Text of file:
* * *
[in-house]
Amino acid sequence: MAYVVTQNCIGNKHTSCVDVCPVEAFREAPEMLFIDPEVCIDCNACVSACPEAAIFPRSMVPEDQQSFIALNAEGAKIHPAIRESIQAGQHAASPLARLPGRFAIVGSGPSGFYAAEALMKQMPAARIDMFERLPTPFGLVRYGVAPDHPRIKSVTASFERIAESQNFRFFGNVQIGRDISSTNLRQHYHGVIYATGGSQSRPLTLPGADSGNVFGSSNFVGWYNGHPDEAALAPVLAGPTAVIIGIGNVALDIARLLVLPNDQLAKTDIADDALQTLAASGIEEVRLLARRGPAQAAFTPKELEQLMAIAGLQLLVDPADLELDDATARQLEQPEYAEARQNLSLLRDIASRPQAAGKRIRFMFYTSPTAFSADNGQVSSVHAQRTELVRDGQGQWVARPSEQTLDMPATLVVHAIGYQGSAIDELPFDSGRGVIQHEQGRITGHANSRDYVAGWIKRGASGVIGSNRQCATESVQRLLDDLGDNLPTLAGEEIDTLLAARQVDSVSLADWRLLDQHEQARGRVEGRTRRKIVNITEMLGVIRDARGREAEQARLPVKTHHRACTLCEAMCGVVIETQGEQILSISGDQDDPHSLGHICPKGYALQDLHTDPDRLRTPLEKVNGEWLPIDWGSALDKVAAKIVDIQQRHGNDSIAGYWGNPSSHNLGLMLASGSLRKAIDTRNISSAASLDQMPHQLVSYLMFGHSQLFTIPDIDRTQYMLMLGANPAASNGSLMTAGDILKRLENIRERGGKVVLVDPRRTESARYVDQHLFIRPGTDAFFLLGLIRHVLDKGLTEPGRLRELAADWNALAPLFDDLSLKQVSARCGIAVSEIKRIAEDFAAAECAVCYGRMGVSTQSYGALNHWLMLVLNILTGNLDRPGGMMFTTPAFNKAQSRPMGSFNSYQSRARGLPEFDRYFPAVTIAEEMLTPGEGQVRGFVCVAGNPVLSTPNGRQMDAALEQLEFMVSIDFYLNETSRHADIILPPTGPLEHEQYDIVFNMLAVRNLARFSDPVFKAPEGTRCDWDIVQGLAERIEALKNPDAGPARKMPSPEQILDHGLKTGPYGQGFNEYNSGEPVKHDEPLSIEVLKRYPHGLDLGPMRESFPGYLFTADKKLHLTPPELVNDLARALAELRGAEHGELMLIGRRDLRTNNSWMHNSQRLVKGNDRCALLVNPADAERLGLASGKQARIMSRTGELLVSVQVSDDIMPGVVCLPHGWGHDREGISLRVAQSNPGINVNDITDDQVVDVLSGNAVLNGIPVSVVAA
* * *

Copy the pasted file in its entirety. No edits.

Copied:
[in-house]
Amino acid sequence: MAYVVTQNCIGNKHTSCVDVCPVEAFREAPEMLFIDPEVCIDCNACVSACPEAAIFPRSMVPEDQQSFIALNAEGAKIHPAIRESIQAGQHAASPLARLPGRFAIVGSGPSGFYAAEALMKQMPAARIDMFERLPTPFGLVRYGVAPDHPRIKSVTASFERIAESQNFRFFGNVQIGRDISSTNLRQHYHGVIYATGGSQSRPLTLPGADSGNVFGSSNFVGWYNGHPDEAALAPVLAGPTAVIIGIGNVALDIARLLVLPNDQLAKTDIADDALQTLAASGIEEVRLLARRGPAQAAFTPKELEQLMAIAGLQLLVDPADLELDDATARQLEQPEYAEARQNLSLLRDIASRPQAAGKRIRFMFYTSPTAFSADNGQVSSVHAQRTELVRDGQGQWVARPSEQTLDMPATLVVHAIGYQGSAIDELPFDSGRGVIQHEQGRITGHANSRDYVAGWIKRGASGVIGSNRQCATESVQRLLDDLGDNLPTLAGEEIDTLLAARQVDSVSLADWRLLDQHEQARGRVEGRTRRKIVNITEMLGVIRDARGREAEQARLPVKTHHRACTLCEAMCGVVIETQGEQILSISGDQDDPHSLGHICPKGYALQDLHTDPDRLRTPLEKVNGEWLPIDWGSALDKVAAKIVDIQQRHGNDSIAGYWGNPSSHNLGLMLASGSLRKAIDTRNISSAASLDQMPHQLVSYLMFGHSQLFTIPDIDRTQYMLMLGANPAASNGSLMTAGDILKRLENIRERGGKVVLVDPRRTESARYVDQHLFIRPGTDAFFLLGLIRHVLDKGLTEPGRLRELAADWNALAPLFDDLSLKQVSARCGIAVSEIKRIAEDFAAAECAVCYGRMGVSTQSYGALNHWLMLVLNILTGNLDRPGGMMFTTPAFNKAQSRPMGSFNSYQSRARGLPEFDRYFPAVTIAEEMLTPGEGQVRGFVCVAGNPVLSTPNGRQMDAALEQLEFMVSIDFYLNETSRHADIILPPTGPLEHEQYDIVFNMLAVRNLARFSDPVFKAPEGTRCDWDIVQGLAERIEALKNPDAGPARKMPSPEQILDHGLKTGPYGQGFNEYNSGEPVKHDEPLSIEVLKRYPHGLDLGPMRESFPGYLFTADKKLHLTPPELVNDLARALAELRGAEHGELMLIGRRDLRTNNSWMHNSQRLVKGNDRCALLVNPADAERLGLASGKQARIMSRTGELLVSVQVSDDIMPGVVCLPHGWGHDREGISLRVAQSNPGINVNDITDDQVVDVLSGNAVLNGIPVSVVAA